Imran Khan and Pakistan’s Future

In his scornful critique of nationalism, George Orwell noted that nationalistic fantasies were a “distorted reflection” of actual events. Like broken mirrors, they reflected an imperfect and warped reality. Examine the events of 1939 from the eyes of a British Tory or a Russian Trotskyist, Orwell averred, and one would find three distinct perceptions of the exact same event. Nowhere are the illusions engendered by nationalism more evident today than in Pakistan’s caustic politics — a politics that will see its climax on May 11 when voters head to the polls.

A day before an election in which one democratic government will yield to another for the first time, the narrative surrounding Pakistan’s election has become reductively trite: President Asif Zardari’s Pakistan Peoples Party has mismanaged the state’s finances and foreign relations for five years; Nawaz Sharif, the strongman of Punjab, is the favourite to win the premiership; and Imran Khan’s PTI, despite its unlikely prospects, has energized millions of young and urban voters by offering the vision of a "New Pakistan" free of corruption and servility to Washington.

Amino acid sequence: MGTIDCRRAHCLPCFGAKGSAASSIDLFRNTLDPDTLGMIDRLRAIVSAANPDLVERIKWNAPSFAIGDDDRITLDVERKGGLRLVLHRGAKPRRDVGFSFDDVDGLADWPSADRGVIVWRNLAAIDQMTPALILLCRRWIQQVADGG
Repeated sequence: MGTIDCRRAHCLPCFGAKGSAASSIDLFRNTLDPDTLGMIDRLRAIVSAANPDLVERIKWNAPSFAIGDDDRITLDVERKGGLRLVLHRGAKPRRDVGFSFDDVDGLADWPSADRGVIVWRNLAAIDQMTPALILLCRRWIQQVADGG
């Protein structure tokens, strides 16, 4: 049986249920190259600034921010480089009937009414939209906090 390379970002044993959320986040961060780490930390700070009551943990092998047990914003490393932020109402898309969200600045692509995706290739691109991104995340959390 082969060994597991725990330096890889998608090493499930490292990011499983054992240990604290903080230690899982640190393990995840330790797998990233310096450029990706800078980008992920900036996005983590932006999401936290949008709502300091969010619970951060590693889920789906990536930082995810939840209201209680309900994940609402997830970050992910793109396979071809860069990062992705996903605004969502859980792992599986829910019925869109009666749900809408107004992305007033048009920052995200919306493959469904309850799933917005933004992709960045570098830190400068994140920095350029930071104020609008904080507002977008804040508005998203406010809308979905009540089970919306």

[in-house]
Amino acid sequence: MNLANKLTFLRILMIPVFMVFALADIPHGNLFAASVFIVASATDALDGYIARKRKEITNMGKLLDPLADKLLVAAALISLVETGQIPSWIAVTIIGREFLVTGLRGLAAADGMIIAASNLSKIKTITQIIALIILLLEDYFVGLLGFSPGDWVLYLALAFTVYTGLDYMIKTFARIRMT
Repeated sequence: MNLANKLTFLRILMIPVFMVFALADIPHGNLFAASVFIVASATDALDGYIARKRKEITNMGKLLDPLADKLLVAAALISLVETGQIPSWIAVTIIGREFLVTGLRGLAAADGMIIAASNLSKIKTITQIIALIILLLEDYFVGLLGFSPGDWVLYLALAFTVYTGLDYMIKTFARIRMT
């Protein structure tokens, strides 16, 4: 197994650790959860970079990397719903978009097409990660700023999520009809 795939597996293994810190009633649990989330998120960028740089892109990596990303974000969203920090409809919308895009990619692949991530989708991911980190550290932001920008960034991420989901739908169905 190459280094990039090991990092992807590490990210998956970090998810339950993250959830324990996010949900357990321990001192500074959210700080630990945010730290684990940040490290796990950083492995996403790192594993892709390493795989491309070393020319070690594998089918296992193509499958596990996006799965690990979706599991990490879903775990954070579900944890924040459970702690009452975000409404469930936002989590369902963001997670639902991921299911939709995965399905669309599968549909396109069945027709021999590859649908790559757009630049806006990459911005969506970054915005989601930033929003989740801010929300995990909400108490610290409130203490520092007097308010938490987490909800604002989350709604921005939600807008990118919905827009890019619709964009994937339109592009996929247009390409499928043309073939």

Another first this time around has been the messianic tone and stature underpinning the candidacy of one leader who himself is unlikely to become prime minister. Imran Khan, a former superstar cricketer, has attracted a following at home and abroad that would make Sharif and Zardari salivate. His charisma and perceived incorruptibility, in addition to the genuine belief Khan's supporters have in his “New Pakistan” vision have made him a revered figure in the eyes of millions; a messiah on a mission.

We should take pause, however, before coronating Khan as the savior of Pakistan. The deep frustrations Pakistanis have towards state power, abuse, corruption, and mendacity are understandable. Pakistan’s leaders have plundered their country, stolen their people’s money, and mortgaged their homeland’s future away to intelligence services and military officials foreign and domestic. Pakistan’s generals have fattened after years of subsidies and gifts while Pakistan’s people have suffered – a 55% literacy rate, an infant mortality rate of 61 per 1,000 deaths (placing Pakistan between Rwanda and Uganda), and a gini coefficient of 30, make Pakistan one of the most unequal and least literate societies on earth.